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    Department of Otorhinolaryngology, Medical University of Innsbruck, Anichstrasse 35, 6020, Innsbruck, Austria. Annelies.Schrott@i-med.ac.at.

    VetCore Facility for Research, Imaging Unit, University of Veterinary Medicine Vienna, Veterinaerplatz 1, A-1210, Vienna, Austria.

    Source

    BMC developmental biology 19:1 2019 May 20 pg 11

    Pub Type(s)

    Journal Article

    Language

    eng

    PubMed ID

    31109306

    Citation

    Johnson Chacko, Lejo, et al. "Growth and Cellular Patterning During Fetal Human Inner Ear Development Studied By a Correlative Imaging Approach." BMC Developmental Biology, vol. 19, no. 1, 2019, p. 11.
    Johnson Chacko L, Wertjanz D, Sergi C, et al. Growth and cellular patterning during fetal human inner ear development studied by a correlative imaging approach. BMC Dev Biol. 2019;19(1):11.
    Johnson Chacko, L., Wertjanz, D., Sergi, C., Dudas, J., Fischer, N., Eberharter, T., ... Handschuh, S. (2019). Growth and cellular patterning during fetal human inner ear development studied by a correlative imaging approach. BMC Developmental Biology, 19(1), p. 11. doi:10.1186/s12861-019-0191-y.
    Johnson Chacko L, et al. Growth and Cellular Patterning During Fetal Human Inner Ear Development Studied By a Correlative Imaging Approach. BMC Dev Biol. 2019 May 20;19(1):11. PubMed PMID: 31109306.
    * Article titles in AMA citation format should be in sentence-case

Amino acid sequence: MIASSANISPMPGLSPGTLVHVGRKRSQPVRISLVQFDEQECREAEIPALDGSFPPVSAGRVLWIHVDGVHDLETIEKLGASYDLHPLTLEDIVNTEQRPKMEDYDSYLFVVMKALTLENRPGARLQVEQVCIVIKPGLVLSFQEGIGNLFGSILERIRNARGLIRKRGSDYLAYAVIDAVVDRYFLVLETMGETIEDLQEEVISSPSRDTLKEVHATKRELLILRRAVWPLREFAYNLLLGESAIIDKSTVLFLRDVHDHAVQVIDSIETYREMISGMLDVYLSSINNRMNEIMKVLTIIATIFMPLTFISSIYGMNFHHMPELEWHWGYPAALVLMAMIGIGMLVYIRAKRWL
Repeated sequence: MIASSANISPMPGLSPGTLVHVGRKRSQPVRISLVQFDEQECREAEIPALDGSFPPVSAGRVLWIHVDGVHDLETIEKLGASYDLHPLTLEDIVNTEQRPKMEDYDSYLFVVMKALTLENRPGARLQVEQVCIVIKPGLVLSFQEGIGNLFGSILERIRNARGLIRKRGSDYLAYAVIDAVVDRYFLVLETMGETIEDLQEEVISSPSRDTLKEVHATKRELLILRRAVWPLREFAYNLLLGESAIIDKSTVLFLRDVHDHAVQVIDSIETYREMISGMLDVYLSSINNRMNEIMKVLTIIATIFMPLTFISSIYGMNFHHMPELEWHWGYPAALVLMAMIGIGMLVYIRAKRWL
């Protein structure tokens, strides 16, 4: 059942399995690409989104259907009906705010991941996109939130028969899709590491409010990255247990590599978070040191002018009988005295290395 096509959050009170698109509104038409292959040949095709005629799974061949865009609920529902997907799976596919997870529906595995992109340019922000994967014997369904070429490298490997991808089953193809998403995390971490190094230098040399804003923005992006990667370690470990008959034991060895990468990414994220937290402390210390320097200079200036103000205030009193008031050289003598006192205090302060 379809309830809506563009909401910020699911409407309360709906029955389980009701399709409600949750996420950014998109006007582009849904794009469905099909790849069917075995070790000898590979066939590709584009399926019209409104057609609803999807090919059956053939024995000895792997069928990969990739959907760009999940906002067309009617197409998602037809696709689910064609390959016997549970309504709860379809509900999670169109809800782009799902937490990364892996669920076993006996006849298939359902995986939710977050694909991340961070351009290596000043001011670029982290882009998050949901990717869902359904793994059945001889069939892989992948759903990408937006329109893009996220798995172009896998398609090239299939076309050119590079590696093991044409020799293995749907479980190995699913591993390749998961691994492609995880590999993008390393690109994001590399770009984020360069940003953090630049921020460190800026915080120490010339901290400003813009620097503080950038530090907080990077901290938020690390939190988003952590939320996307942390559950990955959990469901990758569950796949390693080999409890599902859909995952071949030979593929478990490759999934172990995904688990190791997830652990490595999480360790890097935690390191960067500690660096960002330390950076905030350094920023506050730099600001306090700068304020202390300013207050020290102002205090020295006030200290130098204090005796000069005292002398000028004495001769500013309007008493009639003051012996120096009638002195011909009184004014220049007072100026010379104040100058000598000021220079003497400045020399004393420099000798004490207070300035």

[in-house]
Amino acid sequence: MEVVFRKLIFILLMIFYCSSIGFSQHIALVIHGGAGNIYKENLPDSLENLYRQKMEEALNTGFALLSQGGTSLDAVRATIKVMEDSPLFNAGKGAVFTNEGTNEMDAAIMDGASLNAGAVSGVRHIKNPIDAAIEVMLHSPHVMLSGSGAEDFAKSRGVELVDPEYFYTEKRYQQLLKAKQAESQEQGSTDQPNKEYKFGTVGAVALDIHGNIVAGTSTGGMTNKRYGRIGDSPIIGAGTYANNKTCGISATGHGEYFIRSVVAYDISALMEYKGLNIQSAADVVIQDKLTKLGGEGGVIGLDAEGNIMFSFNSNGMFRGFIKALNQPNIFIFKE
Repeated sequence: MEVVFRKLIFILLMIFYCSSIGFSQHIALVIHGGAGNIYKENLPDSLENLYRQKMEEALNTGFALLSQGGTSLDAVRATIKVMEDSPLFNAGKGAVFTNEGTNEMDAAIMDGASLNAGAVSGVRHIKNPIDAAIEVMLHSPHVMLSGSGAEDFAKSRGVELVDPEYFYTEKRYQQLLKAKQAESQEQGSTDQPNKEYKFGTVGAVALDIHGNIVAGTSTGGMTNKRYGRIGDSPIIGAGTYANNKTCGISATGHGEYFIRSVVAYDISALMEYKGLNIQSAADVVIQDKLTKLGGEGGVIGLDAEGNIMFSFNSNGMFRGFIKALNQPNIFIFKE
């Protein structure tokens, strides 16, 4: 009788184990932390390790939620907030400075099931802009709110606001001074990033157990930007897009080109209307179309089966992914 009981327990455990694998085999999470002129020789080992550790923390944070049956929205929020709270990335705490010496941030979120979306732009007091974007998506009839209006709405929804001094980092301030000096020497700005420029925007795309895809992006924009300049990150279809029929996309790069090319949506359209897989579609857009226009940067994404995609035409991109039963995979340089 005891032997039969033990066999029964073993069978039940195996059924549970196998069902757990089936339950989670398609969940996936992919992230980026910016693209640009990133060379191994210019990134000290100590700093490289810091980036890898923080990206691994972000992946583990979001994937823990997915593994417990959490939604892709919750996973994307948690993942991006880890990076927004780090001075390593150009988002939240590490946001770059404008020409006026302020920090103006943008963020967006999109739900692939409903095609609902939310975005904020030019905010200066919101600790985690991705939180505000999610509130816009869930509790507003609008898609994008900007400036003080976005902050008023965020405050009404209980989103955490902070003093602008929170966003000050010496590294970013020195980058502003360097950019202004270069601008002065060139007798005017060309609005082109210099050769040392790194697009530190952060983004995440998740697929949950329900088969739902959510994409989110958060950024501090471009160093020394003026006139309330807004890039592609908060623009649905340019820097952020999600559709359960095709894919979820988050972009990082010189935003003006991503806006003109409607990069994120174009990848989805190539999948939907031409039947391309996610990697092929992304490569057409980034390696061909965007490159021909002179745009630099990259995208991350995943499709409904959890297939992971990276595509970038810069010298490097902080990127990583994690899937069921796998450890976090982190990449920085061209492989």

TY - JOUR T1 - Growth and cellular patterning during fetal human inner ear development studied by a correlative imaging approach. AU - Johnson Chacko,Lejo, AU - Wertjanz,David, AU - Sergi,Consolato, AU - Dudas,Jozsef, AU - Fischer,Natalie, AU - Eberharter,Theresa, AU - Hoermann,Romed, AU - Glueckert,Rudolf, AU - Fritsch,Helga, AU - Rask-Andersen,Helge, AU - Schrott-Fischer,Anneliese, AU - Handschuh,Stephan, Y1 - 2019/05/20/ PY - 2018/11/09/received PY - 2019/04/12/accepted PY - 2019/5/22/entrez PY - 2019/5/22/pubmed PY - 2019/5/22/medline SP - 11 EP - 11 JF - BMC developmental biology JO - BMC Dev. Biol. VL - 19 IS - 1 N2 - BACKGROUND: Progressive transformation of the otic placode into the functional inner ear during gestational development in humans leads to the acquisition of hearing perception via the cochlea and balance and spatial orientation via the vestibular organ. RESULTS: Using a correlative approach involving micro-computerized tomography (micro-CT), transmission electron microscopy and histological techniques we were able to examine both the morphological and cellular changes associated with human inner ear development. Such an evaluation allowed for the examination of 3D geometry with high spatial and temporal resolution. In concert with gestational progression and growth of the cochlear duct, an increase in the distance between some of the Crista ampullaris is evident in all the specimens examined from GW12 to GW36. A parallel increase in the distances between the macular organs - fetal utricle and saccule - is also evident across the gestational stages examined. The distances between both the utricle and saccule to the three cristae ampullares also increased across the stages examined. A gradient in hair cell differentiation is apparent from apex to base of the fetal cochlea even at GW14. CONCLUSION: We present structural information on human inner ear development across multiple levels of biological organization, including gross-morphology of the inner ear, cellular and subcellular details of hearing and vestibular organs, as well as ultrastructural details in the developing sensory epithelia. This enabled the gathering of detailed information regarding morphometric changes as well in realizing the complex developmental patterns of the human inner ear. We were able to quantify the volumetric and linear aspects of selected gestational inner ear specimens enabling a better understanding of the cellular changes across the fetal gestational timeline. Moreover, these data could serve as a reference for better understanding disorders that arise during inner ear development. SN - 1471-213X UR - https://www.unboundmedicine.com/medline/citation/31109306/Growth_and_cellular_patterning_during_fetal_human_inner_ear_development_studied_by_a_correlative_imaging_approach L2 - https://bmcdevbiol.biomedcentral.com/articles/10.1186/s12861-019-0191-y DB - PRIME DP - Unbound Medicine ER -